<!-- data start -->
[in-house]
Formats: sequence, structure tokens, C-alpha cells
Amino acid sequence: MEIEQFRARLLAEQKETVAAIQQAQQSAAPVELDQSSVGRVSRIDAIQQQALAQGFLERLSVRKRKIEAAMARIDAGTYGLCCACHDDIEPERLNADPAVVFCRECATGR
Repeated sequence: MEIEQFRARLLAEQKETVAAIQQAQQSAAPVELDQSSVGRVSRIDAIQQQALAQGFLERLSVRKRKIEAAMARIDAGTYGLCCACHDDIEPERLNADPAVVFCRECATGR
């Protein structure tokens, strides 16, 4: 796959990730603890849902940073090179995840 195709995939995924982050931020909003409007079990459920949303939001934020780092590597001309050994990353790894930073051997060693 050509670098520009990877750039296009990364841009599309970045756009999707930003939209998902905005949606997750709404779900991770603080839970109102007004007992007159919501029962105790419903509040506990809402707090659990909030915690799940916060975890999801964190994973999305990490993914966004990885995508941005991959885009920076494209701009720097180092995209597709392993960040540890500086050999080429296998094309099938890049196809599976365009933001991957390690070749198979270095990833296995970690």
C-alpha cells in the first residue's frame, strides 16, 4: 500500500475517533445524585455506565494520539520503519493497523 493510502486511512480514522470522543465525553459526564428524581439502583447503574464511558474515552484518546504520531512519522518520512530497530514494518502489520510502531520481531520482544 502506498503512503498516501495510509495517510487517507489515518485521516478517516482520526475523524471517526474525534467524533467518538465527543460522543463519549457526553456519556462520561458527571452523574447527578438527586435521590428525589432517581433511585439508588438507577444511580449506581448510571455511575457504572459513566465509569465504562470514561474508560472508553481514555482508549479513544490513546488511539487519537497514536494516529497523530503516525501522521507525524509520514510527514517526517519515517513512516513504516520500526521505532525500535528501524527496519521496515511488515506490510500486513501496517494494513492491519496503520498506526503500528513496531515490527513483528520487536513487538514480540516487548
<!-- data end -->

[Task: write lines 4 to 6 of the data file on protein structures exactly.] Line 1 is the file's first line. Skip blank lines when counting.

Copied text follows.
Repeated sequence: MEIEQFRARLLAEQKETVAAIQQAQQSAAPVELDQSSVGRVSRIDAIQQQALAQGFLERLSVRKRKIEAAMARIDAGTYGLCCACHDDIEPERLNADPAVVFCRECATGR
């Protein structure tokens, strides 16, 4: 796959990730603890849902940073090179995840 195709995939995924982050931020909003409007079990459920949303939001934020780092590597001309050994990353790894930073051997060693 050509670098520009990877750039296009990364841009599309970045756009999707930003939209998902905005949606997750709404779900991770603080839970109102007004007992007159919501029962105790419903509040506990809402707090659990909030915690799940916060975890999801964190994973999305990490993914966004990885995508941005991959885009920076494209701009720097180092995209597709392993960040540890500086050999080429296998094309099938890049196809599976365009933001991957390690070749198979270095990833296995970690």
C-alpha cells in the first residue's frame, strides 16, 4: 500500500475517533445524585455506565494520539520503519493497523 493510502486511512480514522470522543465525553459526564428524581439502583447503574464511558474515552484518546504520531512519522518520512530497530514494518502489520510502531520481531520482544 502506498503512503498516501495510509495517510487517507489515518485521516478517516482520526475523524471517526474525534467524533467518538465527543460522543463519549457526553456519556462520561458527571452523574447527578438527586435521590428525589432517581433511585439508588438507577444511580449506581448510571455511575457504572459513566465509569465504562470514561474508560472508553481514555482508549479513544490513546488511539487519537497514536494516529497523530503516525501522521507525524509520514510527514517526517519515517513512516513504516520500526521505532525500535528501524527496519521496515511488515506490510500486513501496517494494513492491519496503520498506526503500528513496531515490527513483528520487536513487538514480540516487548